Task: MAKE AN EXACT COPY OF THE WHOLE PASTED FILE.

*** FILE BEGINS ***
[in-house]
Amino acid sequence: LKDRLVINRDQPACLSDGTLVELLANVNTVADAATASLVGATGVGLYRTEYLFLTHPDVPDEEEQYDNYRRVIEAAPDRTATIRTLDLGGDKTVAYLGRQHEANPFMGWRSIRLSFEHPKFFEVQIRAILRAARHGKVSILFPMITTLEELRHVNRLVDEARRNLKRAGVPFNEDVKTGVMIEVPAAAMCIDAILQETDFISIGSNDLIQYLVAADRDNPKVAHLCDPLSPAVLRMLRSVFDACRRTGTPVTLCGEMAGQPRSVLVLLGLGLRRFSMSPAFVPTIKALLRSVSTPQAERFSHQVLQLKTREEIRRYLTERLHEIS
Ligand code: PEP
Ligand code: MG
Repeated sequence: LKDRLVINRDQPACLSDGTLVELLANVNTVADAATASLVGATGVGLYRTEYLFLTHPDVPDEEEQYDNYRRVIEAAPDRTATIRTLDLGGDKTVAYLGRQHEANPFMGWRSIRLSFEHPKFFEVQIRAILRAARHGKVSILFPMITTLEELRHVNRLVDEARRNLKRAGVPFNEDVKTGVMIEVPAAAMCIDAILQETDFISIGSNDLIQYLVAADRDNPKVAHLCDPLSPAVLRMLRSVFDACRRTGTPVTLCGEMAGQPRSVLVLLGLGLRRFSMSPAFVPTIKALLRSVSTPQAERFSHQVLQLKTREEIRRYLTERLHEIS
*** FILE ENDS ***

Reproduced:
[in-house]
Amino acid sequence: LKDRLVINRDQPACLSDGTLVELLANVNTVADAATASLVGATGVGLYRTEYLFLTHPDVPDEEEQYDNYRRVIEAAPDRTATIRTLDLGGDKTVAYLGRQHEANPFMGWRSIRLSFEHPKFFEVQIRAILRAARHGKVSILFPMITTLEELRHVNRLVDEARRNLKRAGVPFNEDVKTGVMIEVPAAAMCIDAILQETDFISIGSNDLIQYLVAADRDNPKVAHLCDPLSPAVLRMLRSVFDACRRTGTPVTLCGEMAGQPRSVLVLLGLGLRRFSMSPAFVPTIKALLRSVSTPQAERFSHQVLQLKTREEIRRYLTERLHEIS
Ligand code: PEP
Ligand code: MG
Repeated sequence: LKDRLVINRDQPACLSDGTLVELLANVNTVADAATASLVGATGVGLYRTEYLFLTHPDVPDEEEQYDNYRRVIEAAPDRTATIRTLDLGGDKTVAYLGRQHEANPFMGWRSIRLSFEHPKFFEVQIRAILRAARHGKVSILFPMITTLEELRHVNRLVDEARRNLKRAGVPFNEDVKTGVMIEVPAAAMCIDAILQETDFISIGSNDLIQYLVAADRDNPKVAHLCDPLSPAVLRMLRSVFDACRRTGTPVTLCGEMAGQPRSVLVLLGLGLRRFSMSPAFVPTIKALLRSVSTPQAERFSHQVLQLKTREEIRRYLTERLHEIS